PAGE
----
Measuring conceptual understanding in mathematics
A major challenge for mathematics education research is how to measure pupils’ conceptual understanding with acceptable validity and reliability. Furthermore, opinion is often divided on whether abstract or concrete representations are better at supporting pupils’ conceptual understanding.
This study will develop a measure of conceptual understanding using the Comparative Judgement (CJ) approach, and demonstrate the application of CJ to this debate. It builds on previous work, including a study by the same researchers, and a recent pilot study demonstrating how CJ could be used to measure learners’ understanding of mathematical concepts.
The research will involve two teaching experiments with Year 11 and Year 5 students. In each experiment students will be randomly allocated into two groups and taught an unfamiliar mathematical concept. One group will be taught using abstract representations, the other using concrete representations. The researchers will then use CJ to establish whether the abstract or concrete representations led to a more sophisticated mathematical understanding of the target concept in each experiment.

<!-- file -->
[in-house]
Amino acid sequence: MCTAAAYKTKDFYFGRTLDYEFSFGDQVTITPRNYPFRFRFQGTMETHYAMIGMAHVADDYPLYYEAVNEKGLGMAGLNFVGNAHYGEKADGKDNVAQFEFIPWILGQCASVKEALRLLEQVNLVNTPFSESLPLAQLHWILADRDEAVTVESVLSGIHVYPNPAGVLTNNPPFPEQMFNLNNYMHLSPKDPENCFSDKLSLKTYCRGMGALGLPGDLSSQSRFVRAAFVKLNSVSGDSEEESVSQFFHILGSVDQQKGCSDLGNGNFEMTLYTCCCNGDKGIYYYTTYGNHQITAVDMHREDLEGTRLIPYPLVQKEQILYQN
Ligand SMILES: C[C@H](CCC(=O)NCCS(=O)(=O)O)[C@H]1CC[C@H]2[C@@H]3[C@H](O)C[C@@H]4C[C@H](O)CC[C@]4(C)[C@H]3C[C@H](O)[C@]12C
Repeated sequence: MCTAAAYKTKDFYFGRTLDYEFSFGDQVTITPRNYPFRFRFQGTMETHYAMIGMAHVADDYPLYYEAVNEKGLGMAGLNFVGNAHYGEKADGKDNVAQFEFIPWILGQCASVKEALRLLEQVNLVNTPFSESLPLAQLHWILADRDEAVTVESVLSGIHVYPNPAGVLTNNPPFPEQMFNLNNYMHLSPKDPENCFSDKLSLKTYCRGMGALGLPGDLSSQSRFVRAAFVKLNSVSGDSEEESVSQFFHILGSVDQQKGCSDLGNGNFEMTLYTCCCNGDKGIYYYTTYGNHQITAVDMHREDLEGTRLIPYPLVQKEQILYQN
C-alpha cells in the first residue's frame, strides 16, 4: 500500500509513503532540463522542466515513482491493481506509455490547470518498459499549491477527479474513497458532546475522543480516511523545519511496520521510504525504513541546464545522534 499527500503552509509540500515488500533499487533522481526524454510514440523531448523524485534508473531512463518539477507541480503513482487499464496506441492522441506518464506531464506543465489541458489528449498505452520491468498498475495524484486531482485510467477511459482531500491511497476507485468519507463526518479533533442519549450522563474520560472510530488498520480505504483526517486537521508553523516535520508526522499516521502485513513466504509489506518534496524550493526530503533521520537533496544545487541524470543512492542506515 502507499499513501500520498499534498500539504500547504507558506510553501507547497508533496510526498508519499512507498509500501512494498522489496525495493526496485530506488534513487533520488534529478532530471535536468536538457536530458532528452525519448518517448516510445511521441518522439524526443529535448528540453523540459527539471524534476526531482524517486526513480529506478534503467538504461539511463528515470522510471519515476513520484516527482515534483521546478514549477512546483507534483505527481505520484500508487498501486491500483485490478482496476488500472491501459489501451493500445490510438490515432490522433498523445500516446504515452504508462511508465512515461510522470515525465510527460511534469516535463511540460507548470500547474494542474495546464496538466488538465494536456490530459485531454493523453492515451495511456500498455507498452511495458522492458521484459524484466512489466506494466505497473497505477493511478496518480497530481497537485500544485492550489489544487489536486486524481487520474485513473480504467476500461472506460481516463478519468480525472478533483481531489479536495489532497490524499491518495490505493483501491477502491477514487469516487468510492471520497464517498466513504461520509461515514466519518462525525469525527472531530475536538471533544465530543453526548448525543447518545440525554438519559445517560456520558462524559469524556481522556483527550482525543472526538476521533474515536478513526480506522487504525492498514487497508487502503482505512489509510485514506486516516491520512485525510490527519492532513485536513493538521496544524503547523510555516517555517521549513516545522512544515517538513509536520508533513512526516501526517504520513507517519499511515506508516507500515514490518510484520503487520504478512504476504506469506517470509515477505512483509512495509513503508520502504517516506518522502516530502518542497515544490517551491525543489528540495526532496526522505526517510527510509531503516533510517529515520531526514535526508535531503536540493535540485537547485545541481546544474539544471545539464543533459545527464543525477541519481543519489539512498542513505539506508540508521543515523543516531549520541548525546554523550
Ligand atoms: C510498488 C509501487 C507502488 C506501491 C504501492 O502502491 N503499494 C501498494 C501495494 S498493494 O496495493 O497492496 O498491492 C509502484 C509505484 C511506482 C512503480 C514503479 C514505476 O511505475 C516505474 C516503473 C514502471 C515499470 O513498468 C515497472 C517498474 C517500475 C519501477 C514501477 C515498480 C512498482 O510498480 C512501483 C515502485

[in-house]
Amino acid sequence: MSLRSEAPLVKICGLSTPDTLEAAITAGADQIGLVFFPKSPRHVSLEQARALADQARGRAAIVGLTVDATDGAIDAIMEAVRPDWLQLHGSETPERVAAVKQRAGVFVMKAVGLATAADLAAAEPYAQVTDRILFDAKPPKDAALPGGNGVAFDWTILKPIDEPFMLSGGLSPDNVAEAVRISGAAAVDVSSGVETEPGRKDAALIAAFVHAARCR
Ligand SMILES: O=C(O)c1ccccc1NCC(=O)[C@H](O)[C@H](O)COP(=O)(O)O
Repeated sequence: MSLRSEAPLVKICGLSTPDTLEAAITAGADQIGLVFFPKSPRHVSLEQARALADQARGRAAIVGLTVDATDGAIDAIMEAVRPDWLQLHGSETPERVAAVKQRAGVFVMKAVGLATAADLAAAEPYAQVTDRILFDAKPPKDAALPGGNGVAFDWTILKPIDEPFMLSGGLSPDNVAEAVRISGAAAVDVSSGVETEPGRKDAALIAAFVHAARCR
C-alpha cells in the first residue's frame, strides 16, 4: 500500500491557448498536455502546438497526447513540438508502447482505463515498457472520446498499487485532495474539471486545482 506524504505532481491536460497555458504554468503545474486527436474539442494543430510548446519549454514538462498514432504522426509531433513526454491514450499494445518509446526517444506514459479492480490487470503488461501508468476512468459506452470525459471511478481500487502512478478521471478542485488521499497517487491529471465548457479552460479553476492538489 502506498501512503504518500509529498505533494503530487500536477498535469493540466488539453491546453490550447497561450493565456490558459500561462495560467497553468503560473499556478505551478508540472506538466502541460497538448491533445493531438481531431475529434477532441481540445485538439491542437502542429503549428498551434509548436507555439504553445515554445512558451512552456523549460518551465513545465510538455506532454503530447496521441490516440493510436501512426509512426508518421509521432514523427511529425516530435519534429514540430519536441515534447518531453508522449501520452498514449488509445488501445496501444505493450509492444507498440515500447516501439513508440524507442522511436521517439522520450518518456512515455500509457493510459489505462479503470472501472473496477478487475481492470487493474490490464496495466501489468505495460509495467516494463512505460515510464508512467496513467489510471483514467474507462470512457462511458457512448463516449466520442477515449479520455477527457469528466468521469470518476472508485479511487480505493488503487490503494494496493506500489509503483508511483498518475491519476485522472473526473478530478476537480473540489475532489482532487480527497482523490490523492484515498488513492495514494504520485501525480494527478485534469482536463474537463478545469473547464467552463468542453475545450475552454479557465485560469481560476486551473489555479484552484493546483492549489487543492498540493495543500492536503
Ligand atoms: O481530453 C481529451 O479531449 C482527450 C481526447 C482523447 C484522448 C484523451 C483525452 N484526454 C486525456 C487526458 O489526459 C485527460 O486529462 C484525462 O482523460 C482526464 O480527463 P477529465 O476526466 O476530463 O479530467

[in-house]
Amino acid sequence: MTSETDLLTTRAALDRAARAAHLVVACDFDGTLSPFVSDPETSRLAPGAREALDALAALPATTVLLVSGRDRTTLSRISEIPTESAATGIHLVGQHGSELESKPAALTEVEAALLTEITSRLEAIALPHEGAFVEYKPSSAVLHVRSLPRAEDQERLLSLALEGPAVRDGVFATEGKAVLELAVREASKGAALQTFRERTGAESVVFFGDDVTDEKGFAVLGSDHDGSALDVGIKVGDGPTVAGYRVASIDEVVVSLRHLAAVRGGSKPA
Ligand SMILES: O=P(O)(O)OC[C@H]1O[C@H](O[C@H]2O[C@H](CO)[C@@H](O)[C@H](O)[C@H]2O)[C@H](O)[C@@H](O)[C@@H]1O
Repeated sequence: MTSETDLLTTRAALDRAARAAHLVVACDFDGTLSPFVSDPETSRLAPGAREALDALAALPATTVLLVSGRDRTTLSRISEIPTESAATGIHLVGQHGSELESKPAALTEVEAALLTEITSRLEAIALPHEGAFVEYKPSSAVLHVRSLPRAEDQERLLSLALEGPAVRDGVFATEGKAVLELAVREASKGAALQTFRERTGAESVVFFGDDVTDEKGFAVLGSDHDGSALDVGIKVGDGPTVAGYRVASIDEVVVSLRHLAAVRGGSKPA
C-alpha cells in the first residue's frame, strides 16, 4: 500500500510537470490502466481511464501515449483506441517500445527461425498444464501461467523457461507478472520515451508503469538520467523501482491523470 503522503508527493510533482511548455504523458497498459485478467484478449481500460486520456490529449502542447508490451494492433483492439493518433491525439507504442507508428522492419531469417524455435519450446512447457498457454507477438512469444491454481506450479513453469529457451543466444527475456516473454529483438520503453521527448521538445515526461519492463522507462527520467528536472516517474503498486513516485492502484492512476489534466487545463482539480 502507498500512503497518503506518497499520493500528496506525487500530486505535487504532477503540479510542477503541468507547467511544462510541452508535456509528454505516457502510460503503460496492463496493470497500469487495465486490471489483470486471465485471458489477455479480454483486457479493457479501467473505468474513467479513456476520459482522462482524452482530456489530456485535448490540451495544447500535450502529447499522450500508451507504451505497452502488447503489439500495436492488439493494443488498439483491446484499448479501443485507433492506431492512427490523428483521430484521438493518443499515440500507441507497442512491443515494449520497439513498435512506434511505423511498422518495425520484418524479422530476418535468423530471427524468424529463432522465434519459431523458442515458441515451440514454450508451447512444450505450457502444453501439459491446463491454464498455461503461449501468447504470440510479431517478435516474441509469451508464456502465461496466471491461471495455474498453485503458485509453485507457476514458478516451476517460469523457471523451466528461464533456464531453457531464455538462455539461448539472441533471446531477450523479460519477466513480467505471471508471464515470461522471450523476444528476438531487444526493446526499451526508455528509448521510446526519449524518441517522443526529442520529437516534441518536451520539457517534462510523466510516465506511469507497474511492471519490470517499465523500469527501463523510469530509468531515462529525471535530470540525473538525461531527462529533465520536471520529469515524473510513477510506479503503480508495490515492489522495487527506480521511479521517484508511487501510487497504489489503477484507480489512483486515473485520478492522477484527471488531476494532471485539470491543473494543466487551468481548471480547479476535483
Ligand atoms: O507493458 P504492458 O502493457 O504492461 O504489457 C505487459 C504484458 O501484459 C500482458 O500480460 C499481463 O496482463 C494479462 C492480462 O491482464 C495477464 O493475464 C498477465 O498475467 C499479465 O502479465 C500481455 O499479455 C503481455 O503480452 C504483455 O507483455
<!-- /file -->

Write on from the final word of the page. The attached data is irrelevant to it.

The project aims to provide a major methodological contribution to transform how educational interventions are evaluated. It also hopes to provide robust evidence to inform the abstract vs. concrete debate, and influence how mathematics lessons are designed and taught.
Open access journal article:
- Improving the quality of GCSE mathematics examinations
- Investigating validity and reliability in GCSE maths exams
- The influence of cognition and the home environment on early numeracy
- A review of interventions to improve primary school maths achievement
- Low attainment in mathematics: an investigation of Year 9 students
- Statistical approaches to international development: a teaching toolkit
- Developmental dyscalculia and order processing